Martha Koome’s rise to the top in a crowded field with her boss, senior lawyers

High Court judge Martha Koome. [Andrew Kilonzi, Standard]

Court of Appeal Judge Lady Justice Martha Koome’s mix of experience in private legal practice and Judiciary has won her the Chief Justice position.

Justice Koome’s quest to become the first woman Chief Justice now lies in the hands of Parliament after the Judicial Service Commission (JSC) forwarded her name to President Uhuru Kenyatta for transmission to the legislators for vetting.

Although the commission declined to disclose why they settled on Justice Koome, acting JSC chairperson Olive Mugenda stated that it was a unanimous decision by the nine commissioners that she was the best of the 10 candidates interviewed for the position.

“After a long day’s deliberations and evaluations of the candidates, the commission unanimously agreed that she is the best candidate and submitted her name to his Excellency the President for consideration and appointment,” said Prof Mugenda.

Asked how they graded the other nine candidates, Mugenda stated that their role was only to select the best candidate and not other considerations.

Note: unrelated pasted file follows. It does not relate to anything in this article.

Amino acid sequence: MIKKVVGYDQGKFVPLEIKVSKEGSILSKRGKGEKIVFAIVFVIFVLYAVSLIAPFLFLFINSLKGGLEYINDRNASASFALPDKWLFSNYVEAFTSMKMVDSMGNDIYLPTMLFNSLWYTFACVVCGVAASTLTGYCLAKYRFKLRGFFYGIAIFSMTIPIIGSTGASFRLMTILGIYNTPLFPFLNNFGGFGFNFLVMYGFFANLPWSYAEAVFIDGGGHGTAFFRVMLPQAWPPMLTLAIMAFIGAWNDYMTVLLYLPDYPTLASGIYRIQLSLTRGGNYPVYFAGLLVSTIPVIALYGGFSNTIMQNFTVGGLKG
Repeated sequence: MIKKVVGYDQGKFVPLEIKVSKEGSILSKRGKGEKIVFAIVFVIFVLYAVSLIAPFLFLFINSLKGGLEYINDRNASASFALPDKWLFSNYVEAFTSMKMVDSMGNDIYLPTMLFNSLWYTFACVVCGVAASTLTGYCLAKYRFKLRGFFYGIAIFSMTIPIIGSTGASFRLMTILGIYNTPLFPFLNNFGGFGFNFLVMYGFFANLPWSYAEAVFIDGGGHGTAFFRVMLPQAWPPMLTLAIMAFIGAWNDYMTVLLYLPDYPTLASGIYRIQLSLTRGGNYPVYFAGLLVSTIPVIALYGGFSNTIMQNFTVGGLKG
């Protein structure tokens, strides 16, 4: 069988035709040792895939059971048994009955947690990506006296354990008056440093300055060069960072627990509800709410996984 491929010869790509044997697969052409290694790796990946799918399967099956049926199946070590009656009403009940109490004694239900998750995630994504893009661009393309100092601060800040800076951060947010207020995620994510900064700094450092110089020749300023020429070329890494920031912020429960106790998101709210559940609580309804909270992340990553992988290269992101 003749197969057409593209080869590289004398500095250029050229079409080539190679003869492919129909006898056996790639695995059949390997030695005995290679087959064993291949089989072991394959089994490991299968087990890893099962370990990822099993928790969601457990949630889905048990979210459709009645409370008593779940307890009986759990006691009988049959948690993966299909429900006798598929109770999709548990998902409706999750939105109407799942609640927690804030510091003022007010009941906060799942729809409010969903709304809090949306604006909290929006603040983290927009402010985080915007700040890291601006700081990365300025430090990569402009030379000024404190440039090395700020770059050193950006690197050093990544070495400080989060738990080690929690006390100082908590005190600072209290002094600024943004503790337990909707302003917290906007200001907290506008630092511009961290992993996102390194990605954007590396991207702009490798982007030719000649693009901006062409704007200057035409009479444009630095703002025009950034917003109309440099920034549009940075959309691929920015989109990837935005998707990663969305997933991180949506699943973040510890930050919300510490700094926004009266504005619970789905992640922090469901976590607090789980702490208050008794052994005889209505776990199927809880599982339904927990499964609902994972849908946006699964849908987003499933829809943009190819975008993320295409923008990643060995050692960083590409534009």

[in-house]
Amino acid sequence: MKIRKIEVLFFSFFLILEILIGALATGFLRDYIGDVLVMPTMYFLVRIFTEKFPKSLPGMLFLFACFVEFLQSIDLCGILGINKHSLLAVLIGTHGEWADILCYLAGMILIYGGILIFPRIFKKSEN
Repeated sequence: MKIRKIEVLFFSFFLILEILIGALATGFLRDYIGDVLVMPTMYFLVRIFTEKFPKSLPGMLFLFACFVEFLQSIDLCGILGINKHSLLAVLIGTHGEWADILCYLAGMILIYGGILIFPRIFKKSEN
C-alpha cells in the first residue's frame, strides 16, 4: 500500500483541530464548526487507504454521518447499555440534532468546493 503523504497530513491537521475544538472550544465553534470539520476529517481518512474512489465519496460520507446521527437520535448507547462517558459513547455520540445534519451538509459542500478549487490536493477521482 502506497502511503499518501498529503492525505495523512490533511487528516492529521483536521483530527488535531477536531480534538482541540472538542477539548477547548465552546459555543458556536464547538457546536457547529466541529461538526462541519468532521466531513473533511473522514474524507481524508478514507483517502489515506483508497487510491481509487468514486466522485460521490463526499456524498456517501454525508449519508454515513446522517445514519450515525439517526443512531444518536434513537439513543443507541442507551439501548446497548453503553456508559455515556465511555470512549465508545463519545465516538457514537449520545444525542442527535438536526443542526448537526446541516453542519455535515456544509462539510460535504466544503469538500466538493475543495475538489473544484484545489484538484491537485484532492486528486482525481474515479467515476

For Koome, her ascent to the helm of the Judiciary is a dream come true and a no mean achievement, having emerged from the trenches of activism to be one of the top judges at the Court of Appeal.

She is the iron lady in the corridors of justice, as she is known for her defence of women and children’s rights. Last year she was awarded United Nations’ runners-up Person of The Year 2020 in recognition of her advocacy for the rights of children in conflict and child victims.

The new CJ-designate will enjoy the fruits of her activism, having fought for reforms, which have now propelled her to becoming the first female CJ through a competitive process, which should not have been the case given that previous CJs were presidential appointees before the 2010 Constitution.

She emerged best from a pool of strong candidates that included her boss at the Court of Appeal, Justice William Ouko, Judges Said Chitembwe, Nduma Nderi and Njagi Marete; Senior Counsel Fred Ngatia, Philip Murgor, Prof Patricia Mbote, Prof Moni Wekesa and Alice Yano.

Should Parliament approve her nomination, Koome will follow in the footsteps of retired Chief Justice Willy Mutunga, who came from the civil society.

At the Supreme Court, she will find her ally in Lady Justice Njoki Ndung’u, with whom they strode the roads of civil society in agitation for constitutional reforms.

She competed for the Deputy Chief Justice position in 2016, but lost to Justice Philomena Mwilu, who has been acting CJ. During her interview on April 14, Koome fought off opposition to her candidature by some civil society activists and a section of Law Society of Kenya, who questioned her suitability for the job.

Her tough stance would not allow her to regret some of the contested decisions she made, including the controversial judgement in 2017, which allowed the electoral commission to proceed with the repeat presidential election.